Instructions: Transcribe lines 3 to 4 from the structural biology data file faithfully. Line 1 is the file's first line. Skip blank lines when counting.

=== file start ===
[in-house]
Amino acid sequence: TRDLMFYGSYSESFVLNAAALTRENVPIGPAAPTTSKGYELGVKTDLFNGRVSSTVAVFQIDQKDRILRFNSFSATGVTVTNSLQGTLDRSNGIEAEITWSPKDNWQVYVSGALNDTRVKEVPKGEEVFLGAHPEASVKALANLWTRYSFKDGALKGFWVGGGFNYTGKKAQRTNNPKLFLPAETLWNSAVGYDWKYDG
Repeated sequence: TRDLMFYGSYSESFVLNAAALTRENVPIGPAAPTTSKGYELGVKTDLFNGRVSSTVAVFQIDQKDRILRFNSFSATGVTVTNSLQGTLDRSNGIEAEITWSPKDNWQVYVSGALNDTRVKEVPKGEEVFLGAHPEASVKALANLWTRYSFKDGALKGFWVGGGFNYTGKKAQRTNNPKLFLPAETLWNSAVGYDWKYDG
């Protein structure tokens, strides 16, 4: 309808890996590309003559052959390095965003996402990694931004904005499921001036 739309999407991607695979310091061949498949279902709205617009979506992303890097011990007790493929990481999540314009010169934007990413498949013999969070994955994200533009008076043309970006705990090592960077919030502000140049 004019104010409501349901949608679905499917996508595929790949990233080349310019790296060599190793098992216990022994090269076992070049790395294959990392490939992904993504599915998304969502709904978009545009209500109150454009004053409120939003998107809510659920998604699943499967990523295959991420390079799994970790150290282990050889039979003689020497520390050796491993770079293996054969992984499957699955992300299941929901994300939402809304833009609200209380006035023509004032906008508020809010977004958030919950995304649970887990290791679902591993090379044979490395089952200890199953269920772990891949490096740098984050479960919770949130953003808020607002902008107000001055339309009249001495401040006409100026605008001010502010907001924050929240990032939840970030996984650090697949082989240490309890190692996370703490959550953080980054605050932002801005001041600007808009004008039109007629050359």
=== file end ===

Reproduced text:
Repeated sequence: TRDLMFYGSYSESFVLNAAALTRENVPIGPAAPTTSKGYELGVKTDLFNGRVSSTVAVFQIDQKDRILRFNSFSATGVTVTNSLQGTLDRSNGIEAEITWSPKDNWQVYVSGALNDTRVKEVPKGEEVFLGAHPEASVKALANLWTRYSFKDGALKGFWVGGGFNYTGKKAQRTNNPKLFLPAETLWNSAVGYDWKYDG
């Protein structure tokens, strides 16, 4: 309808890996590309003559052959390095965003996402990694931004904005499921001036 739309999407991607695979310091061949498949279902709205617009979506992303890097011990007790493929990481999540314009010169934007990413498949013999969070994955994200533009008076043309970006705990090592960077919030502000140049 004019104010409501349901949608679905499917996508595929790949990233080349310019790296060599190793098992216990022994090269076992070049790395294959990392490939992904993504599915998304969502709904978009545009209500109150454009004053409120939003998107809510659920998604699943499967990523295959991420390079799994970790150290282990050889039979003689020497520390050796491993770079293996054969992984499957699955992300299941929901994300939402809304833009609200209380006035023509004032906008508020809010977004958030919950995304649970887990290791679902591993090379044979490395089952200890199953269920772990891949490096740098984050479960919770949130953003808020607002902008107000001055339309009249001495401040006409100026605008001010502010907001924050929240990032939840970030996984650090697949082989240490309890190692996370703490959550953080980054605050932002801005001041600007808009004008039109007629050359």